With the help of a smooth talking tomcat, a family of Parisian felines set to inherit a fortune from their owner try to make it back home after a jealous butler kidnaps them and leaves them in the country.
Lady, a golden cocker spaniel, meets up with a mongrel dog who calls himself the Tramp. He is obviously from the wrong side of town, but happenings at Lady's home make her decide to travel with him for a while. This turns out to be a bad move, as no dog is above the law. Written by
Tim Pickett <email@example.com>
The 1962 re-release of this film was shown on a double bill with the first release of Disney's Almost Angels (1962). See more »
In a scene where Lady is at the bottom of the staircase, on her way up, there is a mirror to her left. You see her reflection as she is about to start up the stairs, then the reflection disappears before she moves. See more »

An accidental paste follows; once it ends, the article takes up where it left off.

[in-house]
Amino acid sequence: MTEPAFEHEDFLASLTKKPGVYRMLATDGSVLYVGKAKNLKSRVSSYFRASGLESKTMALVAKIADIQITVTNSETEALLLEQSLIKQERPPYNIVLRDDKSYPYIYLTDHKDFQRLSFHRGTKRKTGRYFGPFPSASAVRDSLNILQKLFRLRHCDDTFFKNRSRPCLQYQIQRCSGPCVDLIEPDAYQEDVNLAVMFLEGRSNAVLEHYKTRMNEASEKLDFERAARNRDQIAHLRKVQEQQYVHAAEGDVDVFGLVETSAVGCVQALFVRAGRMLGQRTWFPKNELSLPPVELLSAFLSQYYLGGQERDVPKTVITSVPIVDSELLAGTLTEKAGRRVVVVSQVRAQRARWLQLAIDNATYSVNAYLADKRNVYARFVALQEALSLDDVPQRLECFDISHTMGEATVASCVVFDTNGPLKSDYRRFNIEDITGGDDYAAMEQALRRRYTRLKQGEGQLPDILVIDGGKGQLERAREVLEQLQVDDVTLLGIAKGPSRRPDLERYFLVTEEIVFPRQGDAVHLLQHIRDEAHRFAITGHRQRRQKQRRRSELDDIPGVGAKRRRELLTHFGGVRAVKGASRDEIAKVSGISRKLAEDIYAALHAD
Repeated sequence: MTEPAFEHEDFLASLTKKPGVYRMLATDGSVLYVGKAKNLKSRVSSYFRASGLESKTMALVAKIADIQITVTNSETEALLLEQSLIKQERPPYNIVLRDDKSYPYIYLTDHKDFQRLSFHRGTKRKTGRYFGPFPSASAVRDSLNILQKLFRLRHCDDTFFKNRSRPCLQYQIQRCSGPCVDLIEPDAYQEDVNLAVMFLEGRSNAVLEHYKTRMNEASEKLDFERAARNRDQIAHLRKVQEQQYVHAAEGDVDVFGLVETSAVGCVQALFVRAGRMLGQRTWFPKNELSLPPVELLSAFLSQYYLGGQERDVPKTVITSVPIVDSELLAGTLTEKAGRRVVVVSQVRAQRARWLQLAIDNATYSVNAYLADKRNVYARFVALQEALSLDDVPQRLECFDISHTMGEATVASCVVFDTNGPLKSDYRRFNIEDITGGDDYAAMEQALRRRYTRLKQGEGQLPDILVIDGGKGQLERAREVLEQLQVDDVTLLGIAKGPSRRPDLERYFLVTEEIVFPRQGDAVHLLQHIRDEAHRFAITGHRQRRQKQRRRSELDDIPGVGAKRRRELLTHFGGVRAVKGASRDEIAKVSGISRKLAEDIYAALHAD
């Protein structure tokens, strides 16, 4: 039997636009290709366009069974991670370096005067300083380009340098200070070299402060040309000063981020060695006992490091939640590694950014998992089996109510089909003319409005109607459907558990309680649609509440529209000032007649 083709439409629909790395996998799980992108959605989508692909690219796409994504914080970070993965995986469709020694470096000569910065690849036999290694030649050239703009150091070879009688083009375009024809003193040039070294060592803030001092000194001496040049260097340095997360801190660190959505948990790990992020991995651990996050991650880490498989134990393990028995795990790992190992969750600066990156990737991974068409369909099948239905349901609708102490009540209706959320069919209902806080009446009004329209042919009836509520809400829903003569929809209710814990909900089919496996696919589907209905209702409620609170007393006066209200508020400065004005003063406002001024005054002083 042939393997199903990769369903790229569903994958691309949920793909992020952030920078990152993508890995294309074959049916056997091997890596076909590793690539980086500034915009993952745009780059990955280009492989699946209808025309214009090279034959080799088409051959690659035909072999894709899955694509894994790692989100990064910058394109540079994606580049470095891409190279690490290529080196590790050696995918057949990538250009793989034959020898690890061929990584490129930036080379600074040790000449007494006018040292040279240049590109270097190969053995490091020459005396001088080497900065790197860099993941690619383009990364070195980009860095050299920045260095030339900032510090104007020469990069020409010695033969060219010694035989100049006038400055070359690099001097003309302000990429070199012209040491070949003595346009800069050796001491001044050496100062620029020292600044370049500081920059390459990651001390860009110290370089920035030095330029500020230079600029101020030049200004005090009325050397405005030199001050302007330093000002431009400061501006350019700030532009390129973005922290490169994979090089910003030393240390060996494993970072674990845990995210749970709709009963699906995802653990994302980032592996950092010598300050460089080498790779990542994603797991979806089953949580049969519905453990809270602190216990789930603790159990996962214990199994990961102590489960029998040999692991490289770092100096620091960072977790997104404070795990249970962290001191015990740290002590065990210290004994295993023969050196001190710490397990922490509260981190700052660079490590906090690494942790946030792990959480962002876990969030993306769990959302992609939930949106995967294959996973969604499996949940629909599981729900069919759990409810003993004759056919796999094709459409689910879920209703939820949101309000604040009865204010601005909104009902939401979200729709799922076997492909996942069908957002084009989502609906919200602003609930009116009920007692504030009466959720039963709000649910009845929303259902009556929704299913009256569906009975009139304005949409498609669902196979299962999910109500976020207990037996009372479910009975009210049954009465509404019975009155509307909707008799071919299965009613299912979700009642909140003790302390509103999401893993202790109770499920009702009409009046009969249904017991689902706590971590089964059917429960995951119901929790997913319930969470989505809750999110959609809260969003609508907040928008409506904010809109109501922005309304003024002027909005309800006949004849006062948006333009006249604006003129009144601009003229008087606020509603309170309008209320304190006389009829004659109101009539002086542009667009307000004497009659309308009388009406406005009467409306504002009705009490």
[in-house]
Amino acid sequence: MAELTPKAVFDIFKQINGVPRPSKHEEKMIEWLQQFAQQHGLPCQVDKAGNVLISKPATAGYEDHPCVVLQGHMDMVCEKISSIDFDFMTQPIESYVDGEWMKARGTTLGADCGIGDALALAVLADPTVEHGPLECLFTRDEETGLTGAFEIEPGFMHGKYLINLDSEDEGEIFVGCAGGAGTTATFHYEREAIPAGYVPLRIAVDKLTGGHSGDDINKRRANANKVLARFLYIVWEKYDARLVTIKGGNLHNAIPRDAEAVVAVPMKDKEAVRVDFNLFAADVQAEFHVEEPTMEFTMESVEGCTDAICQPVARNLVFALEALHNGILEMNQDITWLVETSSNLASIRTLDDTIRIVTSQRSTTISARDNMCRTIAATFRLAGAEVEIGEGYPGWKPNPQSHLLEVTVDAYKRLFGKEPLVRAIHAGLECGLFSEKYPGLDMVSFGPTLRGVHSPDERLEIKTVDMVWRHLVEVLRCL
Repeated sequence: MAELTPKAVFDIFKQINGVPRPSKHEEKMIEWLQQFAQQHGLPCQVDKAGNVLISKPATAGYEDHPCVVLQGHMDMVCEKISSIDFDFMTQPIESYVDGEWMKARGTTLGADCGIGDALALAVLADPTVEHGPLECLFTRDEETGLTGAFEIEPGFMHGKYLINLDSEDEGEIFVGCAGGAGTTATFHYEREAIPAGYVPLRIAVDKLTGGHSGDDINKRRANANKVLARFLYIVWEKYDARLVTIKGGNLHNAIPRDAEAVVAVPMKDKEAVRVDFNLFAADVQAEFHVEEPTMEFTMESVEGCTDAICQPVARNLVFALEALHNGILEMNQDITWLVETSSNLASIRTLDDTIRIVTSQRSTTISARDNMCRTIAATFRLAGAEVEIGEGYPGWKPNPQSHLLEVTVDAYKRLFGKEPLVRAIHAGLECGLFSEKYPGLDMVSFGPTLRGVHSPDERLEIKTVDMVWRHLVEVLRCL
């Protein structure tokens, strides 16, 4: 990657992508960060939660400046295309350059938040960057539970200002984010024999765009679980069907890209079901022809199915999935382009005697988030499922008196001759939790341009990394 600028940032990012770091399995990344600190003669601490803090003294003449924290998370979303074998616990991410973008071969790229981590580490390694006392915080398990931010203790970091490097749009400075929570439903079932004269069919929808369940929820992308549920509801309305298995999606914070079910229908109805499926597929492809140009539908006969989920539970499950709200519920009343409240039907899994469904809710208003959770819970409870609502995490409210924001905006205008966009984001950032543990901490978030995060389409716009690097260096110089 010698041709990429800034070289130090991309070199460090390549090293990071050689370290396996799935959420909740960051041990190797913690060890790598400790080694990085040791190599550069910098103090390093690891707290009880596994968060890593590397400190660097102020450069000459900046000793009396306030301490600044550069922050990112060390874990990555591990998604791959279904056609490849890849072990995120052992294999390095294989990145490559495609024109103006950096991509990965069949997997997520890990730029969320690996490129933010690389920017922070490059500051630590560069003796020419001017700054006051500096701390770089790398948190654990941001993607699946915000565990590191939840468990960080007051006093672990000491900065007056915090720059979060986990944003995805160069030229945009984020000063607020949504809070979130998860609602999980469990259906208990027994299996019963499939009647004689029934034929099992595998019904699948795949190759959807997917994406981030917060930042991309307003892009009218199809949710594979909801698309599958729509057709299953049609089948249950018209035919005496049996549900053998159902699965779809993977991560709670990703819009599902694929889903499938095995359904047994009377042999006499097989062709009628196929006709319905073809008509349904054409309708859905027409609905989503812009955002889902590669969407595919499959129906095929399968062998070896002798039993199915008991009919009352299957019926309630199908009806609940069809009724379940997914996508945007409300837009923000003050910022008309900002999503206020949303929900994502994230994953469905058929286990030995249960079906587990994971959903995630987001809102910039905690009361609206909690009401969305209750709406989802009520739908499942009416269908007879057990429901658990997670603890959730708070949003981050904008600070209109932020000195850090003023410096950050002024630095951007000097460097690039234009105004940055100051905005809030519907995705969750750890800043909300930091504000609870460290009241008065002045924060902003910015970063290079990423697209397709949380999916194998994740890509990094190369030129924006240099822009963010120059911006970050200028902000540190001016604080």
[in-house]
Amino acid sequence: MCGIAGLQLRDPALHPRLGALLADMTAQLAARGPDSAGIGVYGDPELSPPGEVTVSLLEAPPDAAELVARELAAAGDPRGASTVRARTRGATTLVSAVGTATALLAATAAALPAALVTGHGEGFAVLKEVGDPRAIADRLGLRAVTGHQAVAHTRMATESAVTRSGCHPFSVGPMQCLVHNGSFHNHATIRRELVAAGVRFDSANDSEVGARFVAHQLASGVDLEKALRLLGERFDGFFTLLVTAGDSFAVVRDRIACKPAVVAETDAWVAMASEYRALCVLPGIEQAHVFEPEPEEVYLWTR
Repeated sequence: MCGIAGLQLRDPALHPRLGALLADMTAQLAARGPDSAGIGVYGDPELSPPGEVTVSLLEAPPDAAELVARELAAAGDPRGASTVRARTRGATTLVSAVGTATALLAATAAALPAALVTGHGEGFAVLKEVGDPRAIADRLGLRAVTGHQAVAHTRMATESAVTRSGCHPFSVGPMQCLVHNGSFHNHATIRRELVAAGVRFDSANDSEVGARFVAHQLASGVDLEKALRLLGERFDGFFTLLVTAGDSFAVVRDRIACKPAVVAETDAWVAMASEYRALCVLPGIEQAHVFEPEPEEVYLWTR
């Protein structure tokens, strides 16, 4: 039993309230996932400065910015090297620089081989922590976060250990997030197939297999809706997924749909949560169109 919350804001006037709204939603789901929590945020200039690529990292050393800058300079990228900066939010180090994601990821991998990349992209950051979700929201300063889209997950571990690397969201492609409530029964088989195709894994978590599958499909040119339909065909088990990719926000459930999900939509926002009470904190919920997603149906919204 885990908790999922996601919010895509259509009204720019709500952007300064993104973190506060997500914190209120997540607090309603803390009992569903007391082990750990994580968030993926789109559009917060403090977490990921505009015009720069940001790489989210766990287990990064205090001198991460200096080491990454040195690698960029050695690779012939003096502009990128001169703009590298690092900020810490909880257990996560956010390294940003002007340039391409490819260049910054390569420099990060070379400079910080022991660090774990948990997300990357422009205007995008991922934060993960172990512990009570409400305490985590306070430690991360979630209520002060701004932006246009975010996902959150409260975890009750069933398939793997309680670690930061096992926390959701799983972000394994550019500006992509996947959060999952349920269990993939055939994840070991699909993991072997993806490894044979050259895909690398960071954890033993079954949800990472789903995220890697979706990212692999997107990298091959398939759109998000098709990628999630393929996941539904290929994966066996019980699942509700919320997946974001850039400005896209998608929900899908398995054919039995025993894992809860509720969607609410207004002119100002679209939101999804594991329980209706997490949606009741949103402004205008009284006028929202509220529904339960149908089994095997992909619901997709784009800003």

[Giving Darling a hatbox]
It's for you, Darling. Merry Christmas.
Oh, Jim, dear. It's the one I was admiring, isn't it? Trimmed with ribbons?
Well, it *has* a ribbon.
[the box is opened; inside is a puppy wearing a ribbon]
Oh, how sweet.
You like her, Darling?
[hugging the puppy]
Oh, I love her. What a perfectly beautiful little Lady.
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Peggy Lee was a national treasure. What an amazing thing that she wrote most of the music for this movie, but only in old age did she receive credit. I agree that issues of class seem merely consistent with the era, but consider that the flavor of the day was vanilla. So in those days going out for Italian was a walk on the wild side (unless you grew up in Brooklyn)! Then an upper-crust girl marries a boy of mixed race origins?! And it's clear from the dog pound scene that Peg "got around" (just look at her hair!), nevertheless, she was valued and respected among the dogs. Yes, the film is hokey. But rats are evil. And the soundtrack is outstanding.
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